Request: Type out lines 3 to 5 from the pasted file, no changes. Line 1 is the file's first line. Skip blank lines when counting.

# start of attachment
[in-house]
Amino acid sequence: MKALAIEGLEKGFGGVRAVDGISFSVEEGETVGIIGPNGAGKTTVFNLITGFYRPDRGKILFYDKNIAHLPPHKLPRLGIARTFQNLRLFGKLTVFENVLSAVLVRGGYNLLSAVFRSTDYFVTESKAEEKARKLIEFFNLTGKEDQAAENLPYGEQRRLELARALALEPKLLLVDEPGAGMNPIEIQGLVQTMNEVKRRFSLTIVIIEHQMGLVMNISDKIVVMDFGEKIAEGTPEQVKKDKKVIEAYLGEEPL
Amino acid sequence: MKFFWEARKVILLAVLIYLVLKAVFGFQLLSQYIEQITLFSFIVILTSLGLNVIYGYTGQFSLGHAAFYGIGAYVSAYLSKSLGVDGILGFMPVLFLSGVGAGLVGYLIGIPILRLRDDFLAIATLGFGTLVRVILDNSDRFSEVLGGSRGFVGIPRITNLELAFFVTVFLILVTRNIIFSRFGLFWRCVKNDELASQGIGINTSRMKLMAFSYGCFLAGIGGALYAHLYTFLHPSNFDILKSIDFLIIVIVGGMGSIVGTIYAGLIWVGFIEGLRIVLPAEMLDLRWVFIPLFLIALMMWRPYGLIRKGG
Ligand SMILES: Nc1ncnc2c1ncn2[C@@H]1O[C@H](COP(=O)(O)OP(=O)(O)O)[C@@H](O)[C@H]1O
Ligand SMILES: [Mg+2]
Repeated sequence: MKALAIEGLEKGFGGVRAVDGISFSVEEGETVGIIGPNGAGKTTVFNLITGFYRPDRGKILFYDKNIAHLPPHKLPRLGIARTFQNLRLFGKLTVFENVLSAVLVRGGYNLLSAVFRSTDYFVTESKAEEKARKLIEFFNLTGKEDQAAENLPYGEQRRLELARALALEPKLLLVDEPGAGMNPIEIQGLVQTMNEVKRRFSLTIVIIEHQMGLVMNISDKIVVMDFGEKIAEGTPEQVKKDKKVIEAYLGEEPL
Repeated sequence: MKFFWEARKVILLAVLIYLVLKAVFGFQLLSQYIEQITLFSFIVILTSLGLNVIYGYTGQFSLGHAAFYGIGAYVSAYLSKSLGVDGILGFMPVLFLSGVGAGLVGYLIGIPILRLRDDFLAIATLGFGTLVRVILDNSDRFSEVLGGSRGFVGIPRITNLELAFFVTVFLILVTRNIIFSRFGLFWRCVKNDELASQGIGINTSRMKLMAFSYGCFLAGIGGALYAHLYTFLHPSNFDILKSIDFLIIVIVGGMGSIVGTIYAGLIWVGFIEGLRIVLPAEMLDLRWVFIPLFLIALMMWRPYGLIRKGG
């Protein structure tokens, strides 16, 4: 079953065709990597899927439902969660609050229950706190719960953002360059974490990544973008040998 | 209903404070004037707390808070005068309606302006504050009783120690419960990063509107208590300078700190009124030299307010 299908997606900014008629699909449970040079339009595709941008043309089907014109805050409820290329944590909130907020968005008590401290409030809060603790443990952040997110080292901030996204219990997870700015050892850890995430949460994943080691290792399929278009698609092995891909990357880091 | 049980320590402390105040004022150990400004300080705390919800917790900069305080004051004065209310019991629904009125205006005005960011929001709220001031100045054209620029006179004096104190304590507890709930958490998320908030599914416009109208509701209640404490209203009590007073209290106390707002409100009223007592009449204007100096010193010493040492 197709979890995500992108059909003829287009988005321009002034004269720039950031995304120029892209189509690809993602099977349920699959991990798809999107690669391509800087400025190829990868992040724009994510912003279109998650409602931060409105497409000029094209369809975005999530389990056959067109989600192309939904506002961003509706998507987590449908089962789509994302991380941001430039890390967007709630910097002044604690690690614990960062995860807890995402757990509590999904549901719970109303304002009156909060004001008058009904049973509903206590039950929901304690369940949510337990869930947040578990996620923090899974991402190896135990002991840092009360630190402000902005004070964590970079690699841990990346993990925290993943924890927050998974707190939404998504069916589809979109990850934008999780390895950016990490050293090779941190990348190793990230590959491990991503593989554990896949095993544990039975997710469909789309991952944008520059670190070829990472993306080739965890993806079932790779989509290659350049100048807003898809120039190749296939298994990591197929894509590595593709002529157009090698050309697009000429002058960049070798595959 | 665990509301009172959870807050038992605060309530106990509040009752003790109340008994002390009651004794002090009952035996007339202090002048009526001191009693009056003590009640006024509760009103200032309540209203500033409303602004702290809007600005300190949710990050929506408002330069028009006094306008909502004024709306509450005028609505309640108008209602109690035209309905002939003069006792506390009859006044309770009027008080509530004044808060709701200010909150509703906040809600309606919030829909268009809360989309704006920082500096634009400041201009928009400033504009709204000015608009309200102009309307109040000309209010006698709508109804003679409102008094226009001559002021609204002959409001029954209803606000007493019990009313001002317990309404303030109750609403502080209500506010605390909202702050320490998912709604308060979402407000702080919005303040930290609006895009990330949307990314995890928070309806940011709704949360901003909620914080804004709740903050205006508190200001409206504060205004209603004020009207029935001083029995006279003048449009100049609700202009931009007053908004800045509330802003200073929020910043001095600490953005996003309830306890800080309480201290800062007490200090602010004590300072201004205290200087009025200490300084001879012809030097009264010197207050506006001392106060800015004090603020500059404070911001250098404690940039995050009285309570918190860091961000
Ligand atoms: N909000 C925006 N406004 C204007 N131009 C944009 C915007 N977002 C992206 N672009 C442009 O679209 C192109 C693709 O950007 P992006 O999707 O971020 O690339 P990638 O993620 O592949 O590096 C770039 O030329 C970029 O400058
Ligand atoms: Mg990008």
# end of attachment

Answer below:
Amino acid sequence: MKFFWEARKVILLAVLIYLVLKAVFGFQLLSQYIEQITLFSFIVILTSLGLNVIYGYTGQFSLGHAAFYGIGAYVSAYLSKSLGVDGILGFMPVLFLSGVGAGLVGYLIGIPILRLRDDFLAIATLGFGTLVRVILDNSDRFSEVLGGSRGFVGIPRITNLELAFFVTVFLILVTRNIIFSRFGLFWRCVKNDELASQGIGINTSRMKLMAFSYGCFLAGIGGALYAHLYTFLHPSNFDILKSIDFLIIVIVGGMGSIVGTIYAGLIWVGFIEGLRIVLPAEMLDLRWVFIPLFLIALMMWRPYGLIRKGG
Ligand SMILES: Nc1ncnc2c1ncn2[C@@H]1O[C@H](COP(=O)(O)OP(=O)(O)O)[C@@H](O)[C@H]1O
Ligand SMILES: [Mg+2]